For a long time, Gujarat has been the laboratory of Hindutva politics. The BJP, since the 1980s and particularly after Modi became chief minister, tried to entrench itself in the state by polarising voters in the name of religion. In 2002, the religious riots in the state under Modi’s governance consolidated the BJP’s hold on hard-line Hindus, and he reaped electoral dividends from it year after year.

It was this ‘laboratory’ which came to be challenged by the people of Gujarat. The verdict shows a strong discontent among people against the BJP, and the Congress party is the winner by default in the midst of this anger.

Is Modi truly the victor?

Modi staked all his political capital in the state. Had he lost the elections, it would have been an end to his narrative. However, while the victory saved face for both Modi and the BJP, it has exposed the chinks in his armour and has made him look more vulnerable than ever before.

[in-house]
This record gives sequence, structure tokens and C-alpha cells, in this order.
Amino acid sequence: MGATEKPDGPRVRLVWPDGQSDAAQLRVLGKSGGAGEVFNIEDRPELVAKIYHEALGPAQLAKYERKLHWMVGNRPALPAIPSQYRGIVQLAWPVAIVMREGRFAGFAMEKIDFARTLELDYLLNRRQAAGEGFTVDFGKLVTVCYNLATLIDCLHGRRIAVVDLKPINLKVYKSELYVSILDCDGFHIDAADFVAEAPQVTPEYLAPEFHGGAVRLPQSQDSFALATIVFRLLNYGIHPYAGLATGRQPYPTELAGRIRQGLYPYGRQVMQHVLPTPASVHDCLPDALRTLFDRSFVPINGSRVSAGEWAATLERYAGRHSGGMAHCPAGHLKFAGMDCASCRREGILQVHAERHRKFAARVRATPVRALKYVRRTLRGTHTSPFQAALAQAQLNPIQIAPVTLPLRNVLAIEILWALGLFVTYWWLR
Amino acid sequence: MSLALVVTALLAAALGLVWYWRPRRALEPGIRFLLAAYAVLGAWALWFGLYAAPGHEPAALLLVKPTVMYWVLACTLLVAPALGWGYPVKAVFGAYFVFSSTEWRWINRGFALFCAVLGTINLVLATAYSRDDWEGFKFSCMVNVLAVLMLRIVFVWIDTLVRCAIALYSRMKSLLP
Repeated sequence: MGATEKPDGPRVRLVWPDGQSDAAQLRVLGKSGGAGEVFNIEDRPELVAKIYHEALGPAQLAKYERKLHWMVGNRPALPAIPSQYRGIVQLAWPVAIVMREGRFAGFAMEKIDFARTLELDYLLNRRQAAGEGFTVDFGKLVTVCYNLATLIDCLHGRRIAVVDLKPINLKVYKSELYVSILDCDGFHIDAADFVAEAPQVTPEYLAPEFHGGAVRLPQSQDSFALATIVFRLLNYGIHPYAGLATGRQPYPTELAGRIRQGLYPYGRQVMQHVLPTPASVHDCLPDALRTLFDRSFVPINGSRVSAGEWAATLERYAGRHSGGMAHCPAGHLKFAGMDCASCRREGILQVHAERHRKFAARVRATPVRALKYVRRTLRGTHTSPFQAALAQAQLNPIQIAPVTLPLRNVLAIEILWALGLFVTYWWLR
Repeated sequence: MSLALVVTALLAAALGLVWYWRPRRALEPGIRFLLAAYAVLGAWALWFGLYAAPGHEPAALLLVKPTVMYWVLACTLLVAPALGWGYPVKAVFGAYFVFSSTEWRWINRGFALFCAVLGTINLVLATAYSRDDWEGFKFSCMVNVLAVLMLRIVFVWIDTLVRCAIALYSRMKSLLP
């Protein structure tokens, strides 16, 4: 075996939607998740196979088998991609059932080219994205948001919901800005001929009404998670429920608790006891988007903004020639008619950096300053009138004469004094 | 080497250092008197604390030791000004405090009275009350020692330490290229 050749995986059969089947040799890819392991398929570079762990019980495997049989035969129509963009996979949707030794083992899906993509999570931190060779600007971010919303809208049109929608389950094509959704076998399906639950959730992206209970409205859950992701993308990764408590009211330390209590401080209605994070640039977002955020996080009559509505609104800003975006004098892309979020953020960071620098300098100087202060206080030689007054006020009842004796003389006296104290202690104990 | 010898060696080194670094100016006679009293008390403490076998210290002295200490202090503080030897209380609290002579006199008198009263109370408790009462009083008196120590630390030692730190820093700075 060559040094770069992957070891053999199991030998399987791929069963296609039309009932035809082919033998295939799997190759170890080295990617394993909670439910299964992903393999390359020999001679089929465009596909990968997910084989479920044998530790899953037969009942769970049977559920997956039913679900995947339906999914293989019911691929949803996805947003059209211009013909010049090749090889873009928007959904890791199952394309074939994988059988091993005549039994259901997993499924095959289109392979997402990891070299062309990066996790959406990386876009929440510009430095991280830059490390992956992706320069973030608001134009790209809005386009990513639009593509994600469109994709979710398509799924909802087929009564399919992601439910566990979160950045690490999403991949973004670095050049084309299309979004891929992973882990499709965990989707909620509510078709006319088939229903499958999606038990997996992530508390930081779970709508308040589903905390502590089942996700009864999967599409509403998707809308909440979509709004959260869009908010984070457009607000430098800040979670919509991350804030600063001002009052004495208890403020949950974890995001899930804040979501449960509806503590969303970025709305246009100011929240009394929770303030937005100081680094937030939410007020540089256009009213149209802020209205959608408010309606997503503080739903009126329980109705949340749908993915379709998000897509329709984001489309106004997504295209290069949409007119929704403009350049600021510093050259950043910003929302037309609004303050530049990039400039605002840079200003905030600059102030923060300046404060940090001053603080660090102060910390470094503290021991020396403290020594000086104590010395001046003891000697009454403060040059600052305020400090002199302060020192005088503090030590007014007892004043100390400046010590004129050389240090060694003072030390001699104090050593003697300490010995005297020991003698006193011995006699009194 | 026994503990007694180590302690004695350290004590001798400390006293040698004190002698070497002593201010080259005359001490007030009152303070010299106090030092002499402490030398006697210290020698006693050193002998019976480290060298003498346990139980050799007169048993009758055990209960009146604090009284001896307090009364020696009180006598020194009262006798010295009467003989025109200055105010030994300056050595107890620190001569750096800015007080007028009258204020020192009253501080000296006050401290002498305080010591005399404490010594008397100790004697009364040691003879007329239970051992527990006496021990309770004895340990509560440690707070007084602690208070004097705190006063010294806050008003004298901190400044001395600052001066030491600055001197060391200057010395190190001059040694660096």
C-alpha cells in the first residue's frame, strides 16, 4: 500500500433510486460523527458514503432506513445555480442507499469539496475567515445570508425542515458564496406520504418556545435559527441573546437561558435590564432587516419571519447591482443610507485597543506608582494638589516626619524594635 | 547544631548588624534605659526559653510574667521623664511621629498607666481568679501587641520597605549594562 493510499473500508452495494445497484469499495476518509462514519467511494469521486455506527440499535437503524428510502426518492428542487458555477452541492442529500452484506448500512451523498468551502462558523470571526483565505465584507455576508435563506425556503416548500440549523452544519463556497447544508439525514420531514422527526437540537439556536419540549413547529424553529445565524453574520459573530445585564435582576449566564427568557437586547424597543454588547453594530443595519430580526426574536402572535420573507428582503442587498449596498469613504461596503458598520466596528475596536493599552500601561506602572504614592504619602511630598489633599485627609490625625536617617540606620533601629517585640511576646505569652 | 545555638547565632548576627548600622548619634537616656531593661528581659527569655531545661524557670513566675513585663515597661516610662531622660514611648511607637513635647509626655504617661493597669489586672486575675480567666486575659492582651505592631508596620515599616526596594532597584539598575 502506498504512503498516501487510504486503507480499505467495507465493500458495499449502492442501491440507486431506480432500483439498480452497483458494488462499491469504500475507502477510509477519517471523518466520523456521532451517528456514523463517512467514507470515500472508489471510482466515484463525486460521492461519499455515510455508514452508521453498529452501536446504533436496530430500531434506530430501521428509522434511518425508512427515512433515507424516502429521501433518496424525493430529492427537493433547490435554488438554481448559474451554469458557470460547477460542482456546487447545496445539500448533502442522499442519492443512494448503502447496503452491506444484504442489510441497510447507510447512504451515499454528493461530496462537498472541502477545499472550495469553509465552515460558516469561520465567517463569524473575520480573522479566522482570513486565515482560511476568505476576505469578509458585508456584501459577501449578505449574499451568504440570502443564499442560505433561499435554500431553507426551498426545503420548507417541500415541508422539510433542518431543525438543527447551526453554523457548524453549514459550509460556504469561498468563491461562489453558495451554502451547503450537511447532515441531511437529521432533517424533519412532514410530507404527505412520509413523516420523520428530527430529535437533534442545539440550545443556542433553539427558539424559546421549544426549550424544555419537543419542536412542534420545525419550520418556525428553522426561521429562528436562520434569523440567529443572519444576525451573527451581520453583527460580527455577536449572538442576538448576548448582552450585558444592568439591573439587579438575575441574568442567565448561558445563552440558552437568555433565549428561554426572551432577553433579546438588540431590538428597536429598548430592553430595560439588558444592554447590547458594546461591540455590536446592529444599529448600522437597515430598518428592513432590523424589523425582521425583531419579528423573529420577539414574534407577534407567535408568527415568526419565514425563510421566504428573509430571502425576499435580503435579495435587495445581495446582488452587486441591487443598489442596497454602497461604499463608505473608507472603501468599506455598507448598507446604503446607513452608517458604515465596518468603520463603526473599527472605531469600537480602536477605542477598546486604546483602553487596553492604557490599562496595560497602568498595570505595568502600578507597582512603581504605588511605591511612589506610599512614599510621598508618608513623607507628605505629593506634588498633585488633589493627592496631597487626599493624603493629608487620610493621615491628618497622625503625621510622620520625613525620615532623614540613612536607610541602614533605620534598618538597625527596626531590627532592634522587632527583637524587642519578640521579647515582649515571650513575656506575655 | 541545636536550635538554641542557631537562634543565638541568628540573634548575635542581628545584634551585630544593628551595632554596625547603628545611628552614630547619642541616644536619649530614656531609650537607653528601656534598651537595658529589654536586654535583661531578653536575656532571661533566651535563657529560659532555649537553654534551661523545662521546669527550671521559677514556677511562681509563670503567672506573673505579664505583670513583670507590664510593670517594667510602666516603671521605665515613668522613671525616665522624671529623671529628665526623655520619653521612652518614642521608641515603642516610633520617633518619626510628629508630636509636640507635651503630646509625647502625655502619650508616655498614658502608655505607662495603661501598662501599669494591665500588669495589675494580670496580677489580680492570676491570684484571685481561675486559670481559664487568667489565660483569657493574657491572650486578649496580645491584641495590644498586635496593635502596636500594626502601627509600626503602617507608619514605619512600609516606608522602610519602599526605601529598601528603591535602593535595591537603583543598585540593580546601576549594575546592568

The surprisingly good performance of the Congress and its party chief, Rahul Gandhi, indicates that Modi will now face a resurgent opposition and future elections will no longer be a walk in the park.

The election also exposed Modi politically. The veneer of modernity and neutrality that he has been maintaining vis-à-vis religious minorities got exposed through his divisive campaign.

By bringing Pakistan into the campaign, Modi betrayed his rabid, divisive instinct as he openly tried to polarise voters. He has frequently used Muslims and the ‘Pakistan card’ to consolidate his vote bank, and unsurprisingly, he did so yet again.

Despite the victory, Modi’s political stature has not grown. On the contrary, he is being questioned because of the reduced margin of the victory.

What does this mean for the future?